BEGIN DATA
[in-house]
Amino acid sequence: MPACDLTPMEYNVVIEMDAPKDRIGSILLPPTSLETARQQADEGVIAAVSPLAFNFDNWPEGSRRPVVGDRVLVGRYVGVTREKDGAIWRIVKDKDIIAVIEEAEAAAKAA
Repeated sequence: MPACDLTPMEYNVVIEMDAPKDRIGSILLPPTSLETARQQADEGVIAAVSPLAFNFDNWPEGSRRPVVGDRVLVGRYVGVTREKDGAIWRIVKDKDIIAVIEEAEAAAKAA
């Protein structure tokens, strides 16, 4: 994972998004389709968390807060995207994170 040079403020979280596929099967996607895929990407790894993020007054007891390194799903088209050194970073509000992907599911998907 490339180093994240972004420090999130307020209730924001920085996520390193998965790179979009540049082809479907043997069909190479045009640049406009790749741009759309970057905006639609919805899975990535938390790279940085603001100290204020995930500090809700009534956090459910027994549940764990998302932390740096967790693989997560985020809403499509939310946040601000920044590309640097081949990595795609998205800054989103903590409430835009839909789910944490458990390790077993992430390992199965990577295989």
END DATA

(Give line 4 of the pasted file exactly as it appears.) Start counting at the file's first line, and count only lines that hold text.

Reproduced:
């Protein structure tokens, strides 16, 4: 994972998004389709968390807060995207994170 040079403020979280596929099967996607895929990407790894993020007054007891390194799903088209050194970073509000992907599911998907 490339180093994240972004420090999130307020209730924001920085996520390193998965790179979009540049082809479907043997069909190479045009640049406009790749741009759309970057905006639609919805899975990535938390790279940085603001100290204020995930500090809700009534956090459910027994549940764990998302932390740096967790693989997560985020809403499509939310946040601000920044590309640097081949990595795609998205800054989103903590409430835009839909789910944490458990390790077993992430390992199965990577295989």